State Budget Has Appropriations That Will Please Social Conservatives
By Hunter Hines
Christian Action League
June 23, 2017
RALEIGH – This week North Carolina lawmakers approved a $23 billion state budget. In addition to increasing the state’s zero-tax bracket, raising teacher pay, providing disaster relief funds and raising education spending by $700 million, there are a number of appropriations that will please social conservatives.
Dr. Mark Creech, executive director of the Christian Action League said, “The budget reflects the influence of lawmakers in the General Assembly who are pro-life and believe in better choices in education for our children. I’m also glad to see they rolled the ‘raise the age’ initiative into the bill, addressed human trafficking, and left off any increases for that failed government policy we erroneously call an ‘Education Lottery.’”
This is the way it breaks down:
Funding Crisis Pregnancy Centers
The budget increases spending for the next two years for crisis pregnancy centers from $300,000 to $1.3 million. Various grants of upwards to $1 million were allocated to the Carolina Pregnancy Care Fellowship for “durable medical equipment.” The equipment includes ultrasound machines, along with training clinics for properly using them.
A Texas-based pro-life network, the Human Coalition, with affiliates in the Tar Heel state, was allocated $300,000 to develop and implement a two-year pilot program to assist women with crisis pregnancies. The program is to help them carry their pregnancies to full term.
An additional appropriation of $400,000 was allocated for the Carolina Pregnancy Care Fellowship.
A total of $100,000 was also appropriated for the Coastal Pregnancy Center located in Beaufort County.
Funding for Greater School Choice
The budget expands funding for the Opportunity Scholarship Program, as well as the Children with Disabilities Scholarship. It appropriates $44.8 million for the 2018-2019 school years and then increases the appropriation to $54.8 million for the 2019-2020 school years.
The North Carolina Opportunity Scholarships Act was passed by the General Assembly in 2013 to help students from low-income and working class families attend a private school, even a Christian school, by providing state-funded tuition scholarships up to $4200 annually per student. The Children with Disabilities Scholarship funds which became available in 2014 reimburses families for approved educational expenses for special needs children. The expenses include private school tuition, tutoring, and other therapeutic services.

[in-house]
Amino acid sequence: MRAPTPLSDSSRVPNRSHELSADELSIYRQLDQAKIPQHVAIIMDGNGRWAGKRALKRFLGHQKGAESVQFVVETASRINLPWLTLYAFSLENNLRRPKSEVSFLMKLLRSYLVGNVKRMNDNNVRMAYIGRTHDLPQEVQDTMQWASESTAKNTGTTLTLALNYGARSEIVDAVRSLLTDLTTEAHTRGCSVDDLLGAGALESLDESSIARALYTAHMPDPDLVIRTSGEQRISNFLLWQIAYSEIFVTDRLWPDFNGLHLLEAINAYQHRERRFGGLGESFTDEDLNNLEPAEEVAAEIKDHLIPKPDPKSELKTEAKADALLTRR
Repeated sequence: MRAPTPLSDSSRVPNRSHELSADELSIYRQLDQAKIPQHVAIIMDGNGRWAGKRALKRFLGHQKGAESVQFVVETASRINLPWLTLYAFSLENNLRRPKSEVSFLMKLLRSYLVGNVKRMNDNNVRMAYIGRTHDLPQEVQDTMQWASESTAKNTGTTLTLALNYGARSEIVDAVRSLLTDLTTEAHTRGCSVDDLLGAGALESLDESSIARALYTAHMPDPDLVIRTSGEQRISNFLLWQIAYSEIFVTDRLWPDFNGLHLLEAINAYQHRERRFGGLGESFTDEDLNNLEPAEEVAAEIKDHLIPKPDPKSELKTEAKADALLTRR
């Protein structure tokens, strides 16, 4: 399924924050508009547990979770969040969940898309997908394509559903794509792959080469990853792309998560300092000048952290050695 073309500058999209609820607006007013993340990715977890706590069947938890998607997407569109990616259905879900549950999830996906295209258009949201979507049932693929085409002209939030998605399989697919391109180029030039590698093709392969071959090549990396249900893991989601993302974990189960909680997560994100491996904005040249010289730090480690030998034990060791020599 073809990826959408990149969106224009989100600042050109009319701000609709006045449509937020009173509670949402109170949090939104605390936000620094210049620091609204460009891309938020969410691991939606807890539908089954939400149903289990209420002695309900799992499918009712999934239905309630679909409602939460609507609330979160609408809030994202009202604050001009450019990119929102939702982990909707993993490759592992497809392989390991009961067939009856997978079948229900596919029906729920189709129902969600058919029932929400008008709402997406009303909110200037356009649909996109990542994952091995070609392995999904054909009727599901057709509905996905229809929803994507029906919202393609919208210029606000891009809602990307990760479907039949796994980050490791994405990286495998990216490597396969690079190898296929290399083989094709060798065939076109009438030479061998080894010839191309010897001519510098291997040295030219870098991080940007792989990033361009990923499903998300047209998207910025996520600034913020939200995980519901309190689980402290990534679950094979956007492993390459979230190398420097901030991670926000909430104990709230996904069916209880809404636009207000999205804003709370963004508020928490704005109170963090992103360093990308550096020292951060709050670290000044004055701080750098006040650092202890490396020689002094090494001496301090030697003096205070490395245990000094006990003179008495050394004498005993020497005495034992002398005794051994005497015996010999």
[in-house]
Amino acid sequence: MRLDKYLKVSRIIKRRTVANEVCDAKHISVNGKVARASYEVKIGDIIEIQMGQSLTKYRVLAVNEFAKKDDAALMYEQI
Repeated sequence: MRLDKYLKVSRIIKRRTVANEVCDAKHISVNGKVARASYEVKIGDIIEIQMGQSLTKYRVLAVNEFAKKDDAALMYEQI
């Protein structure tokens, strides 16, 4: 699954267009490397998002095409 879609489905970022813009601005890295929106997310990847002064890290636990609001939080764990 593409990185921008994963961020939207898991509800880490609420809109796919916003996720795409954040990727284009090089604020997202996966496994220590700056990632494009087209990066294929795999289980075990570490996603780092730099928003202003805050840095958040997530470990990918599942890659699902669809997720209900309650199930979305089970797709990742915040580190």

Hotline Number for Human Trafficking
Language in the budget requires the National Human Trafficking Resource Hotline number to be displayed at adult entertainment venues, alcohol outlets, hospitals, and highway rest stops and other places where victims of human trafficking often frequent. The number is 1-888-373-7888.
‘Raise the Age’ of Juvenile Jurisdiction
“Raising the age” of juvenile jurisdiction was also rolled into the budget. This legislation will bring North Carolina into line with the rest of the country in its treatment of juveniles in the court system. North Carolina is the only state that prosecutes defendants as young as 16 and 17, who are accused of low-level and non-violent crimes, as adults. This saddles them with a record for the remainder of their lives. The Christian Action League was a strong advocate for the measure.
For an earlier story on this measure read: NC House Overwhelmingly Votes to ‘Raise the Age’ to Keep 16 and 17-Year-Olds Out of Adult Court, Lead Sponsor Hails Christian Action League Support on the House Floor
No Increase in Lottery Advertising
The Senate proposed doubling advertising for the North Carolina Education Lottery in its budget proposal, but the final proposal agreed upon by both the House and Senate included no increase in lottery advertising. Dr. Creech said the lottery is a grossly dishonest government policy that makes losers of the state’s citizens. Increasing lottery advertising seeks to recruit a person who hasn’t gambled to maintain or expand on something that has clearly failed.
Social conservatives have much to be thankful for in the budget that passed this week.